Sunday, March 30, 2014

State Fossils

Ecphora fossil on left, Chesapecten on right, collected along the Potomac River
     A hobby of mine is fossil collecting, and many do not know that many fossils can be found right around the DC region, especially after rough weather in winter like we had last month. Even fewer people know that we have state fossils and dinosaurs. While I have not collected any state dinosaurs, I have collected our state fossils.
     The first fossil ever described from North America also happens to be the state fossil of Virginia: Chesapecten jeffersonius. It was first described from the shores of Virginia in 1673 and is a Pliocene Scallop. While I have found many pieces of this fossil, I have not found a complete one. I must admit that the one pictured here is a fossil Chesapecten, but not the species that is our Virginia state fossil. The real deal has 9-12 ribs and the whole one I have pictured has more than that, but otherwise looks the same. It is another fossil scallop in the same genus and very similar, but not the exact one.
     The Maryland state fossil is a predatory snail, the Miocene Ecphora gardnerae. It has distinctive color and ribs, so I think I'm safe in saying I have the right ones pictured. It was recently reclassified, with the old name being Ecphora quadricostata, again referring to the 4 most distinct ribs, or "costae."
     Both of these can be found along the shores of the Potomac and some other large waterways by beach combing. The hard part is finding a good location and then finding a whole piece. I have not been lucky enough to find either states' official dinosaur - yet. I also have not found Washington DC's official "state" dinosaur, the "Capitalsaurus." If I ever do, that would most certainly be a great and appropriate post for Capital Naturalist.

Thursday, March 27, 2014

Wood Ducks


Wood Duck pair swimming, the female leading the male, on the Potomac today.
      Wood Ducks (Aix sponsa) are among the most beautiful ducks in North America. Although some spend the whole winter around here, most continue to migrate farther South, particularly when the water freezes or when the weather is unfavorable, as it has been this season. This is the time of year they find their way back into our area and seek nesting boxes or tree cavities to raise their young. Lack of nesting sites is the main thing that limits their numbers in many places. They may sometimes try to nest twice in a year (the only native duck to normally do so). If they do not find a suitable cavity to nest in, they may even dump their eggs into another female's nest.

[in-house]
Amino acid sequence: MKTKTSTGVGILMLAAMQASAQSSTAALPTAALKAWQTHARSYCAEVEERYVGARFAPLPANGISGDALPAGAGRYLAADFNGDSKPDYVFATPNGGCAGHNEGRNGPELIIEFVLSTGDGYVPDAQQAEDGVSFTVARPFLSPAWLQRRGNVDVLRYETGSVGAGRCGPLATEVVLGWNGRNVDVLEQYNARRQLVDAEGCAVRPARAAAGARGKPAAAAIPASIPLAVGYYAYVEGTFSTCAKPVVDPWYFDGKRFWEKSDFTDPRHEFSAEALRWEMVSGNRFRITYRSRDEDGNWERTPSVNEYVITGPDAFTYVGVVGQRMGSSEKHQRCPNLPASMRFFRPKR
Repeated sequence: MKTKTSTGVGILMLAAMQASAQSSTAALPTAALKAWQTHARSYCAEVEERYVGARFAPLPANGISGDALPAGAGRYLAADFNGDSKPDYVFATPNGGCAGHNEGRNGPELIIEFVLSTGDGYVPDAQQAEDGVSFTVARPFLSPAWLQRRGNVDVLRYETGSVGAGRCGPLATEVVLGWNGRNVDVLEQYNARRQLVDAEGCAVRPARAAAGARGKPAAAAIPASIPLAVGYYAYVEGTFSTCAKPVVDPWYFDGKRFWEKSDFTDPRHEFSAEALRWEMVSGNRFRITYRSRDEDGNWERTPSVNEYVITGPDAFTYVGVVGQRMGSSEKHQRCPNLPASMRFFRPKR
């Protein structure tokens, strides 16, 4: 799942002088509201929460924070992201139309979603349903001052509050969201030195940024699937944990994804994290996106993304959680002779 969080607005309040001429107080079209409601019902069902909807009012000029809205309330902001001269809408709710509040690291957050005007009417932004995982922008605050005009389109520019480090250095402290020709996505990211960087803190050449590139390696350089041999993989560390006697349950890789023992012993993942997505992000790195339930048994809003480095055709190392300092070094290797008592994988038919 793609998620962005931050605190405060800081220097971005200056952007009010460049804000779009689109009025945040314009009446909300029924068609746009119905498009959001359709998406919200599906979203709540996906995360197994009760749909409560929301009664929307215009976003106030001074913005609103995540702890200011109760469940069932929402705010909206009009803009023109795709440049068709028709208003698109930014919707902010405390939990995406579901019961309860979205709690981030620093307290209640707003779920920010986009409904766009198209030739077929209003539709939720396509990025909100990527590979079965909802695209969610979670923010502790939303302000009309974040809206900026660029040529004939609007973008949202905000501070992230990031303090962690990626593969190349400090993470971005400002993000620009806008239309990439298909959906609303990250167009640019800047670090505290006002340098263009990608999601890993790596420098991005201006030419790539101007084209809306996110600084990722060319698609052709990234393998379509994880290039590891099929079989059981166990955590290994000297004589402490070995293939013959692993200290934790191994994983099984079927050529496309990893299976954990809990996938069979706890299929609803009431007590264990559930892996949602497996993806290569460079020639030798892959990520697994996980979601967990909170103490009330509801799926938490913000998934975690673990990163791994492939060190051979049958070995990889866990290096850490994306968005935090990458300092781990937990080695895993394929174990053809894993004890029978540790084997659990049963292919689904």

Wood ducks feed on a variety of things, from insects to duckweed. I've even seen a flock of 30 or so descend onto a cut corn field as the sun set, a beautiful sight to behold. Their favorite food definitely are acorns however. They have proportionally the largest eyes of any of our ducks, perhaps aiding them to see in dark woods or even at night, as they search for food or danger.
     Hens lay 10-15 eggs on average, in a tree cavity or nest box. These hatch in about 4 weeks and the fluffy young then use their clawed feet to climb to the cavity entrance before jumping to the ground or water below, regardless of the height. I've been lucky enough to see this happen twice and it is quite remarkable, as they bounce off the ground or make small splashes in the water.
     The second part of their scientific name "sponsa" refers to a "beautiful bride." Frankly, I think both the hen and drake make a handsome couple as they give their haunting call in the woods or along our rivers, searching for a place to raise their young.

Friday, March 21, 2014

Spotted Salamander

An adult Spotted Salamander.